Whether there is any truth to this story is anybody’s guess, but in the 1870s, an appreciable hoard of gold coins was found in a window casing of the old house. The site would certainly bear checking out.
A slave owned by Major Logan of Louisville, Georgia, discovered gold on Lovelady place in White County in 1828. At about the same time, another slave discovered gold on Bear Creek near Dahlonega. Also, there is some evidence that the Spaniards had mined gold in White County.
There are several areas for gold panners in the Dahlonega region. Other places to pan are in Dawson County, four miles south of Dawsonville, in McDuffie County, eleven miles northwest of Thompson, and in Cherokee County, four miles west of Hot Springs and seven miles south of Canton.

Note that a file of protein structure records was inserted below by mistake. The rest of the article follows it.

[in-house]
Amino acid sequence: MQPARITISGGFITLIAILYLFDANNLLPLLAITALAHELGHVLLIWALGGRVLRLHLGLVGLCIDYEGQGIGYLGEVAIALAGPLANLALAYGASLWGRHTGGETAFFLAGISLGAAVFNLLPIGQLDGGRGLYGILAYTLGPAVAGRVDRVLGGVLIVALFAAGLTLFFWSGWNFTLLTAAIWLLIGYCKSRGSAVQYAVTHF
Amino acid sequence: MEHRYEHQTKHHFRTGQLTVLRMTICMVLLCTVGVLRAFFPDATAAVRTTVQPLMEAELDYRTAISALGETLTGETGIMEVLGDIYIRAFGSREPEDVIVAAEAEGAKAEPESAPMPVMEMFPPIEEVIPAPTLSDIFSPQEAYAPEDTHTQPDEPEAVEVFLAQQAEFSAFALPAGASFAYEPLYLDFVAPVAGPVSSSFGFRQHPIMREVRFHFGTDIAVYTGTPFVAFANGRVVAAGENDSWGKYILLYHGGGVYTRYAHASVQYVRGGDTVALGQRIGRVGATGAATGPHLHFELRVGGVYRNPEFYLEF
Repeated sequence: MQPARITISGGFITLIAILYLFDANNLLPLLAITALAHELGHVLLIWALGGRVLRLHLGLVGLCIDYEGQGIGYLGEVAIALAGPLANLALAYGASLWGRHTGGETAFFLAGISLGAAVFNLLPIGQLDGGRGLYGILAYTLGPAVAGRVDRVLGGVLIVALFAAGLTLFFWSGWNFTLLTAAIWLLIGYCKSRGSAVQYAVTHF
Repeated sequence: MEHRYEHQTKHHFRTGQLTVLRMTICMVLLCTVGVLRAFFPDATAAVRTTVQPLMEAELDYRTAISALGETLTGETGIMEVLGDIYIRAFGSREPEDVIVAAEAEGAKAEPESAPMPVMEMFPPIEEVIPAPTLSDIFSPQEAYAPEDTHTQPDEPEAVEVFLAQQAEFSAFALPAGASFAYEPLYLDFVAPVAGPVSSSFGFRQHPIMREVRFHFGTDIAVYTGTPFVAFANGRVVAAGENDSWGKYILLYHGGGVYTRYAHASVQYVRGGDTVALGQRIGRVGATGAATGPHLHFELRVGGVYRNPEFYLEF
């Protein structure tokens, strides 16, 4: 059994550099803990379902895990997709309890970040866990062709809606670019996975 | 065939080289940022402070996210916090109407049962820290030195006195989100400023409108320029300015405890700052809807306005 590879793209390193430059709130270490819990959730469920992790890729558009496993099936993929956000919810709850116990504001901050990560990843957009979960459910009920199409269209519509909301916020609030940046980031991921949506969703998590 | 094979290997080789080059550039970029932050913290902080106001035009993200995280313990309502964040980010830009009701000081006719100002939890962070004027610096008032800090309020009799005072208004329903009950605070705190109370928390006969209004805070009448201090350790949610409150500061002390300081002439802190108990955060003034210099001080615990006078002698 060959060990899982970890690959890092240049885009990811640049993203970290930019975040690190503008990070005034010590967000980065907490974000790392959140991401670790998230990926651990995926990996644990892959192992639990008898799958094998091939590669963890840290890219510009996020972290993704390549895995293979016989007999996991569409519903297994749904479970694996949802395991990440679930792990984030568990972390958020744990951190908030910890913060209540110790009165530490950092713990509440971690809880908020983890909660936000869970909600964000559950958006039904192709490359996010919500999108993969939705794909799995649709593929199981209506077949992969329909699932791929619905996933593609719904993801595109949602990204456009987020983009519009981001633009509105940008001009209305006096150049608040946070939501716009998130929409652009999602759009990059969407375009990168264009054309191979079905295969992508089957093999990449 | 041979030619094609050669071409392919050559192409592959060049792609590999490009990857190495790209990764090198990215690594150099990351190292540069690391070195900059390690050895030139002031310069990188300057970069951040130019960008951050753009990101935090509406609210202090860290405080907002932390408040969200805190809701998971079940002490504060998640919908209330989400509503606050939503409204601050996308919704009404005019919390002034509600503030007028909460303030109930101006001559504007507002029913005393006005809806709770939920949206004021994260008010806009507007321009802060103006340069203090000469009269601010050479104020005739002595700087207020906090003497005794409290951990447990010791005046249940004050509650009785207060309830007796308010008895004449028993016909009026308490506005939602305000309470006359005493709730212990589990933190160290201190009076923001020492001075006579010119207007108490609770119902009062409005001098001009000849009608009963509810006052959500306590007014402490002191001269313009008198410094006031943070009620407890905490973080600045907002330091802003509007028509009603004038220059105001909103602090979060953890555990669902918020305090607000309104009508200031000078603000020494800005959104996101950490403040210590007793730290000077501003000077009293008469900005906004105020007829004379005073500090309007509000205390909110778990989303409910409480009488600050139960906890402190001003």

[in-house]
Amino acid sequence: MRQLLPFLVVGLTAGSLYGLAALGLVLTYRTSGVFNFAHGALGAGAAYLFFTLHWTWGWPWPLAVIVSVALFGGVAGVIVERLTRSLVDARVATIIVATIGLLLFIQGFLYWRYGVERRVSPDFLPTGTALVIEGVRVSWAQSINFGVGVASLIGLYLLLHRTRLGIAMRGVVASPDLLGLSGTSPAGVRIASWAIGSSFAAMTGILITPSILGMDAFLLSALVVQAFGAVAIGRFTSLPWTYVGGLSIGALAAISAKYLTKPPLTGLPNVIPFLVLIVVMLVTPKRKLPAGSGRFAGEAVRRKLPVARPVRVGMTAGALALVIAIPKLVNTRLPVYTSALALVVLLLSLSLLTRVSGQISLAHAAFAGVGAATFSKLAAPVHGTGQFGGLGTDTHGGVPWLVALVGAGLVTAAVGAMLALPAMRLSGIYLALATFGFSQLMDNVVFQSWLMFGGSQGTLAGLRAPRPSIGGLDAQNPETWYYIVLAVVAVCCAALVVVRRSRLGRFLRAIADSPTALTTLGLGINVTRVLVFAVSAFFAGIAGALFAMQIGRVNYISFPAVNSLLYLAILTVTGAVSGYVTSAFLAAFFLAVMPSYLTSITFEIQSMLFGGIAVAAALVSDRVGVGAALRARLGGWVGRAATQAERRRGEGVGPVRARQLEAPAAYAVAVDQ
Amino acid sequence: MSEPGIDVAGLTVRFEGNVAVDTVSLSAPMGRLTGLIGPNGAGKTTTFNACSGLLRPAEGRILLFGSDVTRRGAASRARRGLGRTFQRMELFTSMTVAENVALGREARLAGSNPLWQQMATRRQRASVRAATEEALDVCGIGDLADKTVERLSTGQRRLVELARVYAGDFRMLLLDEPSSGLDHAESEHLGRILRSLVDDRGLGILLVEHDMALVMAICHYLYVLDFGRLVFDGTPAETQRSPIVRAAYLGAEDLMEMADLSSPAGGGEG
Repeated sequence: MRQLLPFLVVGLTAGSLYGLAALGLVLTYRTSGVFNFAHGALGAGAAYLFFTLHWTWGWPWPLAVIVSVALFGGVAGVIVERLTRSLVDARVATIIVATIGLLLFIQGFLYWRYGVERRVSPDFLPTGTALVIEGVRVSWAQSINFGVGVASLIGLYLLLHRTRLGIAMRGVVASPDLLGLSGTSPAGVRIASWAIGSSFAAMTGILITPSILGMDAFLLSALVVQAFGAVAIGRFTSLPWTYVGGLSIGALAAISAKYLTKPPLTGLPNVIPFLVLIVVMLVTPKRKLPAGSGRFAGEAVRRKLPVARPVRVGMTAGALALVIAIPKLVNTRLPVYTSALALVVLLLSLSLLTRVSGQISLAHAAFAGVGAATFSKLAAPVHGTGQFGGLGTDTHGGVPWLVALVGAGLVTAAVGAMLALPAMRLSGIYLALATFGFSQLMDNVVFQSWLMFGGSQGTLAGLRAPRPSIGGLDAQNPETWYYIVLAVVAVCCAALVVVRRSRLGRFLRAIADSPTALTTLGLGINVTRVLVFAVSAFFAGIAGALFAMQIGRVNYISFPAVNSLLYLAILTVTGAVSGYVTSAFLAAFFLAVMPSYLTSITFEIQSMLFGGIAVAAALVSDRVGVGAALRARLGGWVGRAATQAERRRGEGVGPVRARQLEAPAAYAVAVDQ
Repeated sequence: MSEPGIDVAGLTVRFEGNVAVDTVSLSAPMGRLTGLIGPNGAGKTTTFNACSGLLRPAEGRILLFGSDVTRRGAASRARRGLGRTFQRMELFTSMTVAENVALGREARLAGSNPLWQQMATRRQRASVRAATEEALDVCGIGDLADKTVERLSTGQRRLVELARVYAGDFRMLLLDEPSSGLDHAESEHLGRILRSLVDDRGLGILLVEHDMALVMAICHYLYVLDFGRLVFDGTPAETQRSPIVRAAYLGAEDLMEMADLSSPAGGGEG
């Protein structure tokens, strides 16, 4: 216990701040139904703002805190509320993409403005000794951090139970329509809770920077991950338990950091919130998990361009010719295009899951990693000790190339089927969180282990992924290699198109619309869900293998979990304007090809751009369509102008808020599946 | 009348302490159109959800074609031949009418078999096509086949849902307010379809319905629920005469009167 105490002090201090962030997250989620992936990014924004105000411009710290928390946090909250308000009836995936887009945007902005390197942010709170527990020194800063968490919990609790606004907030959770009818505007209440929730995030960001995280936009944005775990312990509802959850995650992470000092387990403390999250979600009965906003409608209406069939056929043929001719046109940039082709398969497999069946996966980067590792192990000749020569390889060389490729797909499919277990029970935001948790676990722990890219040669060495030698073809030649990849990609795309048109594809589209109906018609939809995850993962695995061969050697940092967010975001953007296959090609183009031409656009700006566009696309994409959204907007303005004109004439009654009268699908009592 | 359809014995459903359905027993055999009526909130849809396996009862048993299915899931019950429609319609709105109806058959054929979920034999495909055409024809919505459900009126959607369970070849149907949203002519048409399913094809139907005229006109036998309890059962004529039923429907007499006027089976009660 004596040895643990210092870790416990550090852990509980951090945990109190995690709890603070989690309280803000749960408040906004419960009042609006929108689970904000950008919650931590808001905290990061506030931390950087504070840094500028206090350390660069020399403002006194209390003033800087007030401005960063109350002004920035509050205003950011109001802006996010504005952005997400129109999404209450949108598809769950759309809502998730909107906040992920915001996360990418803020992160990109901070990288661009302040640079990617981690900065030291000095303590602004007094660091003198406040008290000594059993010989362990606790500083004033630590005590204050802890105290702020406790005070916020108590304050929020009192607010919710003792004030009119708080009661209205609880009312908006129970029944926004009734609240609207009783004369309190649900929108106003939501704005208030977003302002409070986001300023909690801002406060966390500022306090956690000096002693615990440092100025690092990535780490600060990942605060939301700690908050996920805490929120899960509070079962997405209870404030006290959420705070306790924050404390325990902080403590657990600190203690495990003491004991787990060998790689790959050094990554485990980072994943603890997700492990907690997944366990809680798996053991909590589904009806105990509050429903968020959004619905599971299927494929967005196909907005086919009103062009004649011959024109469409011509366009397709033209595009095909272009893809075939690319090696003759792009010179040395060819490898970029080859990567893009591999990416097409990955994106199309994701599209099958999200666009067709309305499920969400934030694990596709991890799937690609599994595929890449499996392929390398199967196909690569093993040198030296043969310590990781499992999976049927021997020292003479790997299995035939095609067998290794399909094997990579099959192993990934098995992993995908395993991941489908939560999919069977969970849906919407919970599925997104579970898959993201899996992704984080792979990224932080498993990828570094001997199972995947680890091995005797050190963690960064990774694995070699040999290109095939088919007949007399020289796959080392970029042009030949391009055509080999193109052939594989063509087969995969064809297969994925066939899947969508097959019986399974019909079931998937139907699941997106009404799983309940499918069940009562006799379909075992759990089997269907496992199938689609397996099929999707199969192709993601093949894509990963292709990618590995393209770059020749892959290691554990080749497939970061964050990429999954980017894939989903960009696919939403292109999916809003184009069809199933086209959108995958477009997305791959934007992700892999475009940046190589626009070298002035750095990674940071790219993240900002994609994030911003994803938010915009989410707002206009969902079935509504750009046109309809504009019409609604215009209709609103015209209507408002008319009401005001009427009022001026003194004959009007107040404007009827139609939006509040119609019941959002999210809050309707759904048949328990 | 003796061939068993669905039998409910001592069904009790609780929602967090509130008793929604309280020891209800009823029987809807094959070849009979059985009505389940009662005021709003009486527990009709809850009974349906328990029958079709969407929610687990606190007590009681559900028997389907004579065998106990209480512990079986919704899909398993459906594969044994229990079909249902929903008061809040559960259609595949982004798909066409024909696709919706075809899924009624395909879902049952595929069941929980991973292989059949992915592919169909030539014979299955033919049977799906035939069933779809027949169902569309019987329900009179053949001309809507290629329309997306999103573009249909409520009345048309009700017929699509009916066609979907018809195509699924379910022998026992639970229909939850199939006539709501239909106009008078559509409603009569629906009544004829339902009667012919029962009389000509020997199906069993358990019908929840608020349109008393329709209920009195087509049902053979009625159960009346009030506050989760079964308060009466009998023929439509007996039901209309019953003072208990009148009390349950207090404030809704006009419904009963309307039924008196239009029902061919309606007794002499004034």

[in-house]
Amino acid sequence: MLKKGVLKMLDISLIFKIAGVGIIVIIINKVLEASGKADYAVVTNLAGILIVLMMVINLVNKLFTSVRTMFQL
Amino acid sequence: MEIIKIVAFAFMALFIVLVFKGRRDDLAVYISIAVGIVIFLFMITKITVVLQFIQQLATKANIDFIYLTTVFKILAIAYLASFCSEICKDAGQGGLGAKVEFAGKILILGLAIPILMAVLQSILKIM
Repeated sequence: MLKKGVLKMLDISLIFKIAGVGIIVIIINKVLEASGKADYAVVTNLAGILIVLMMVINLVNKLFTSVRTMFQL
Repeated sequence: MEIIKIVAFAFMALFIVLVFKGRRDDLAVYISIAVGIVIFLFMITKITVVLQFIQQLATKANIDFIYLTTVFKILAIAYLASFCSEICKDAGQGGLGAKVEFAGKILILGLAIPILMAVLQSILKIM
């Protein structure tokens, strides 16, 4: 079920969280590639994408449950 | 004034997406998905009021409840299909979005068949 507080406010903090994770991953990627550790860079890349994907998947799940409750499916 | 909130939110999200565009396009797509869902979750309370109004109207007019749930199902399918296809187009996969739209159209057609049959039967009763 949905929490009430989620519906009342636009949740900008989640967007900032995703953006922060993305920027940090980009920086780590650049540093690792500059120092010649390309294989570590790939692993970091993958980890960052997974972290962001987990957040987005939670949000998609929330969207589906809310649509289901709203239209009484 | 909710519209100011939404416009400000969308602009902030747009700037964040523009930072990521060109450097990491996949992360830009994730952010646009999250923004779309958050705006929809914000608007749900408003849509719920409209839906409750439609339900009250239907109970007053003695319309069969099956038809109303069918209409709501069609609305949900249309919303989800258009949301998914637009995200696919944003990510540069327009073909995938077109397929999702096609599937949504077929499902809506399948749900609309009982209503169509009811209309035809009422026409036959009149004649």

Gold has also been reportedly found in Bartow, Fannin, Newton, Pauling, Rabun, and Walton Counties.
If French records are correct, and there is no reason to doubt them, a good-sized fortune is still buried near the forks of Okapilco and Mule Creeks in Brooks County, Georgia.
During the 1760s, when the Spanish began to blockade the port of New Orleans in a controversy over the Louisiana Territory, the French decided to send the major portion of their state treasury overland to a port in Florida and ship it from there to France.
Since they had to travel through the Creek, Choctaw, and Seminole Indian territories, the French buried the treasure each night so that if they were attacked, the Indians would not get the money, mostly in gold coins.